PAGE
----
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Mascot ban raises constitutional issues


I read with interest a recent story in the Los Angeles Times about Oregon banning Native American mascots. As a lawyer, I considered the constitutionality of this measure. The image of the Banks Brave depicted looks more like Dog the Bounty Hunter than an actual member of one of our venerated First Civilization tribes.

The mohawk is East Coast or modern punk, the feathers are plains and the war paint and earring do not appear to be authentic. (However, I admit I am no expert on tribal war paint or jewelry.)

In order to ban this image, the state school board would have to prove that it is an actual Native American. The Banks High School image is clearly not.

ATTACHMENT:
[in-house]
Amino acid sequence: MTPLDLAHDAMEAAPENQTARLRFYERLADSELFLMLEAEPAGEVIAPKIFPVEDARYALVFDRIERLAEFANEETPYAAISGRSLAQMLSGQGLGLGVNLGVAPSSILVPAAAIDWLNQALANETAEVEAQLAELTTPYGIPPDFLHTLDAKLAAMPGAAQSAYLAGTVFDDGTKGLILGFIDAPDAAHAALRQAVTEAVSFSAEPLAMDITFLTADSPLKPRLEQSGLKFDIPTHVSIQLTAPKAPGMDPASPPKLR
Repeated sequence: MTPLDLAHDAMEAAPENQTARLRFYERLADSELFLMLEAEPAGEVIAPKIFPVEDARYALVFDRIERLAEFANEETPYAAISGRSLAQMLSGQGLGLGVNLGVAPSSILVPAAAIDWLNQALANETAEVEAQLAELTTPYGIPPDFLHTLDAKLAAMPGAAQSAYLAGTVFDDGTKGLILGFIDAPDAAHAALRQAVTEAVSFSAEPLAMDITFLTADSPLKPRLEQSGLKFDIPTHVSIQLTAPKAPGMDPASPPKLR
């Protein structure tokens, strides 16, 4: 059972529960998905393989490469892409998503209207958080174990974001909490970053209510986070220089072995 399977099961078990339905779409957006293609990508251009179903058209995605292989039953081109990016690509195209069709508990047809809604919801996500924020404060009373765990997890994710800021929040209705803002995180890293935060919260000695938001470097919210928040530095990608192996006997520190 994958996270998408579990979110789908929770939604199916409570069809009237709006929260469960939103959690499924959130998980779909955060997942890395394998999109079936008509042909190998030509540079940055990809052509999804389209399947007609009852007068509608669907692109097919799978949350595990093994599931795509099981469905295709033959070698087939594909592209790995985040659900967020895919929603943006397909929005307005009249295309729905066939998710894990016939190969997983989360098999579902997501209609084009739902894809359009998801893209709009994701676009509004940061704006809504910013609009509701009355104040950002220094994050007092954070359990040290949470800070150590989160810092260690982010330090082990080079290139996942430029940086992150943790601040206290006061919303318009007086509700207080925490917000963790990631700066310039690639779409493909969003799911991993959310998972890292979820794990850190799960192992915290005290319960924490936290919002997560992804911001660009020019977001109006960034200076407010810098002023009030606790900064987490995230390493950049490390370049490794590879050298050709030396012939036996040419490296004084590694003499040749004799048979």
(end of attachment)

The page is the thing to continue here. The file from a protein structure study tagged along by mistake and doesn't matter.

If the board is relying on the phenotype (the external manifestation of one's genetic make up) to determine which images may not be included as school mascots, then their proscription is not race-neutral as is required to pass constitutional review.

It would not be constitutional to allow images with Euro-centric features and names such as Vikings, but disallow images with non-white features. In fact, it is pure and simple racism.

Moreover, the measure allows for the mascot to be 'The Mongols,' 'The Zulus' or 'The Aborigines' but not named after local civilizations in which Americans take enormous pride. Mascots are chosen because we associate them with heroic qualities. Too bad the Oregon State School Board does not exhibit the same level of tolerance which was exhibited by our Native Americans.

I'm sure Portlandia soon will have a hilarious episode on this topic.

Aimee Libeu, Summerland, Calif.